How Clean Teeth and Gums can Save your Life

How cleaner teeth and gums can save your life | Dental Tourism Slovakia Blog

We’re not trying to scare, we’re just being honest. The thing you want to avoid has a name. It’s periodontitis.

What exactly is periodontitis?

Periodontitis, also known as gum disease, is a serious disease of the mouth. It’s chronic and affects 80% of people over the age of 35. And perhaps most importantly, researches have now established a link between gum disease and diabetes, cardiovascular disease and other chronic conditions.

In short, periodontitis is an inflammation fo the gums and supporting structures of the teeth. It results in swollen gums, which turn red and bleed. This is due to certain bacteria that have been allowed to collect on the surface of teeth. If left untreated, the inflammation spreads below the gum line and potentially leads to bone loss.

The bacteria that causes periodontitis is naturally found on tooth surfaces, but remains harmless, if teeth are healthy and cleaned regularly. However, if conditions allow them to grow in large numbers, that’s when they are harmful. This, obviously, happens, when oral hygiene is stopped.

It takes a long time for the periodontitis to develop, but that doesn’t mean it should be underestimated. It may begin in the teenage years and only be recognised when he or she is 40 years of age. However, if you bleed from your gums when you brush your teeth, it’s time to act.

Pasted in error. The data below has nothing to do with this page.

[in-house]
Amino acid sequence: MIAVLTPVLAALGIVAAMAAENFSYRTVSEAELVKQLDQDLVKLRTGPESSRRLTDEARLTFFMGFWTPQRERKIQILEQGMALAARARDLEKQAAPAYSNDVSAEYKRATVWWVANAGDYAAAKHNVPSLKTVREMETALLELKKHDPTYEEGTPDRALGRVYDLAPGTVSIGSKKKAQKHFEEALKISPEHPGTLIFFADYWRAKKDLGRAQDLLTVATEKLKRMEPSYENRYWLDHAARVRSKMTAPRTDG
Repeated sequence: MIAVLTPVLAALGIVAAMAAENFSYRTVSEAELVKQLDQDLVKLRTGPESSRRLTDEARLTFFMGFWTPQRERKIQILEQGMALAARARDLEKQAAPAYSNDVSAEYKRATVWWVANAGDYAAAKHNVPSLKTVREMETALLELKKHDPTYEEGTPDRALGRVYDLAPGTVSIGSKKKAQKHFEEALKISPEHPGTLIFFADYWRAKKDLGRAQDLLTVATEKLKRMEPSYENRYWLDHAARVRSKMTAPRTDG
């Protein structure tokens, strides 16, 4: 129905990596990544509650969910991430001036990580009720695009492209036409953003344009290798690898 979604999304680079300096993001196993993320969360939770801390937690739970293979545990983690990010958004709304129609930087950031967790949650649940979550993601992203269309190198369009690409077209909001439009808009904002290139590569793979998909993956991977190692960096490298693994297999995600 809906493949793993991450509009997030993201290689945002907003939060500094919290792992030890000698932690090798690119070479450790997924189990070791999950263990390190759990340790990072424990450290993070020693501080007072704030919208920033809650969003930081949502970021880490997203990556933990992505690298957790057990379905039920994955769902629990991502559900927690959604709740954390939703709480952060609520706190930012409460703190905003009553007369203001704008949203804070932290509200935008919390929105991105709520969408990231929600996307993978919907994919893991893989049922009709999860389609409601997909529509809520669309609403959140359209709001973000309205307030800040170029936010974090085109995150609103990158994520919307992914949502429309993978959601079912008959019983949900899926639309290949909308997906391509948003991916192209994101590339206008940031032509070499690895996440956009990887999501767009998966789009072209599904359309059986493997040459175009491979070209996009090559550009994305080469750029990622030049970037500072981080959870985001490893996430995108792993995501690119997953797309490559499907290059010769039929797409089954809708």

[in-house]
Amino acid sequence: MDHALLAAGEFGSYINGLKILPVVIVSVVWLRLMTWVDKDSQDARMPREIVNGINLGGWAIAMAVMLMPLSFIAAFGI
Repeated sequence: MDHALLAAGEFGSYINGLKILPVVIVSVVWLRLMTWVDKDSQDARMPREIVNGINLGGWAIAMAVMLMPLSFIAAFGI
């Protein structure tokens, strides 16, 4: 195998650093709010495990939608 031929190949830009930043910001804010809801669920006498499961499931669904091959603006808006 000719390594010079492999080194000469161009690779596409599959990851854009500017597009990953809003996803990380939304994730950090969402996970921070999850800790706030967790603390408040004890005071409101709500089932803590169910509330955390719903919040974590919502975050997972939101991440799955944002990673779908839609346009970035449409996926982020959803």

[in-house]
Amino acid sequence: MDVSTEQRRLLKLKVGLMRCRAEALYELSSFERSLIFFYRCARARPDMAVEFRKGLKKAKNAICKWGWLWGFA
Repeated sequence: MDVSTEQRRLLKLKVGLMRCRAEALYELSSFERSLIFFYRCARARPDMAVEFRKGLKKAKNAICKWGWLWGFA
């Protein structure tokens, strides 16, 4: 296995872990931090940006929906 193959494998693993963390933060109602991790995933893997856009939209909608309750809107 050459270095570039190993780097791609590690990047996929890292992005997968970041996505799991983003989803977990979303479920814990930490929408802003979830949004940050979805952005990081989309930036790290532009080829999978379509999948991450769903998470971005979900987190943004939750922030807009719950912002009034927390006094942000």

What now?

Go and see your dentist as soon as possible. The dentist or hygienist will show you how to keep your teeth and gums clean and healthy. However, you also need to undergo treatment. The dentist will remove all deposits of bacteria and tartar from tooth surfaces.

It’s not as easy at it sounds, though and periodontitis surely is something you want to avoid. It is not difficult at all and is certainly worth the effort. Maintaining proper dental hygiene is more a matter of technique than frequency – it’s not about how often you do it, it’s about doing it right. Also, for an average patient, it is generally recommended to visit the dentist at least twice a year.

Obviously, this is not the case if you’ve already been diagnosed with gum disease: the frequency of your follow-up appointments depends on the severity of disease and your individual risk factors.

Two important pieces of advice

Unlike most other dental problems, periodontitis is not a question of aesthetics and comfort. If left untreated, it can lead to severe, possibly life threatening diseases. The two basic  things we recommend are thus as follows:

1. Take good and regular care of your oral hygiene.

2. As soon as your teeth start bleeding when you wash them, do come and see us.

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